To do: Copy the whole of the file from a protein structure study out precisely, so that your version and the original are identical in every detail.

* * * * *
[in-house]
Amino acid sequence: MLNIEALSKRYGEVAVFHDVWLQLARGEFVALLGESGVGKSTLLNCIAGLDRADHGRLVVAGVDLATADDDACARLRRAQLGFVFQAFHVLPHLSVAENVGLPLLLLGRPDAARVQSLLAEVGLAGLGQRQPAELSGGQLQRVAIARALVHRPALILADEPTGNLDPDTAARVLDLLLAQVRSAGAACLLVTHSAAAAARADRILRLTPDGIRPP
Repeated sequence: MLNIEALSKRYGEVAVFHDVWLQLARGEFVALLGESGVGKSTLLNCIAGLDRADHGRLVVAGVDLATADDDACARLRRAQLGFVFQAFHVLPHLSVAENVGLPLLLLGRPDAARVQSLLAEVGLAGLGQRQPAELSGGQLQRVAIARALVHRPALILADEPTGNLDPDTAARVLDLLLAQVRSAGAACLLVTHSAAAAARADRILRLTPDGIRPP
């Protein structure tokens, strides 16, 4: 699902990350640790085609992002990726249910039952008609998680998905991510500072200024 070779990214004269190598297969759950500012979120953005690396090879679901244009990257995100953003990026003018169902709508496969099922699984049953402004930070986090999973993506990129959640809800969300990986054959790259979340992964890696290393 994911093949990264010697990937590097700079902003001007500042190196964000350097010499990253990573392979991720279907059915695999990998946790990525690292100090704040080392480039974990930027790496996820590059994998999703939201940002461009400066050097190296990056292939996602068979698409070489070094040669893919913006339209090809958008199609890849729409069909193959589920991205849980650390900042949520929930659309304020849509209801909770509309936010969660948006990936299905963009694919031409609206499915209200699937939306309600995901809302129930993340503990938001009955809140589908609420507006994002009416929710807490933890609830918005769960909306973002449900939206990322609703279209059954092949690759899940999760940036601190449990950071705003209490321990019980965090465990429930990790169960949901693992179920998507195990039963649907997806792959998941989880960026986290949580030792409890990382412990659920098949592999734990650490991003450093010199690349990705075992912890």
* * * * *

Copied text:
[in-house]
Amino acid sequence: MLNIEALSKRYGEVAVFHDVWLQLARGEFVALLGESGVGKSTLLNCIAGLDRADHGRLVVAGVDLATADDDACARLRRAQLGFVFQAFHVLPHLSVAENVGLPLLLLGRPDAARVQSLLAEVGLAGLGQRQPAELSGGQLQRVAIARALVHRPALILADEPTGNLDPDTAARVLDLLLAQVRSAGAACLLVTHSAAAAARADRILRLTPDGIRPP
Repeated sequence: MLNIEALSKRYGEVAVFHDVWLQLARGEFVALLGESGVGKSTLLNCIAGLDRADHGRLVVAGVDLATADDDACARLRRAQLGFVFQAFHVLPHLSVAENVGLPLLLLGRPDAARVQSLLAEVGLAGLGQRQPAELSGGQLQRVAIARALVHRPALILADEPTGNLDPDTAARVLDLLLAQVRSAGAACLLVTHSAAAAARADRILRLTPDGIRPP
């Protein structure tokens, strides 16, 4: 699902990350640790085609992002990726249910039952008609998680998905991510500072200024 070779990214004269190598297969759950500012979120953005690396090879679901244009990257995100953003990026003018169902709508496969099922699984049953402004930070986090999973993506990129959640809800969300990986054959790259979340992964890696290393 994911093949990264010697990937590097700079902003001007500042190196964000350097010499990253990573392979991720279907059915695999990998946790990525690292100090704040080392480039974990930027790496996820590059994998999703939201940002461009400066050097190296990056292939996602068979698409070489070094040669893919913006339209090809958008199609890849729409069909193959589920991205849980650390900042949520929930659309304020849509209801909770509309936010969660948006990936299905963009694919031409609206499915209200699937939306309600995901809302129930993340503990938001009955809140589908609420507006994002009416929710807490933890609830918005769960909306973002449900939206990322609703279209059954092949690759899940999760940036601190449990950071705003209490321990019980965090465990429930990790169960949901693992179920998507195990039963649907997806792959998941989880960026986290949580030792409890990382412990659920098949592999734990650490991003450093010199690349990705075992912890």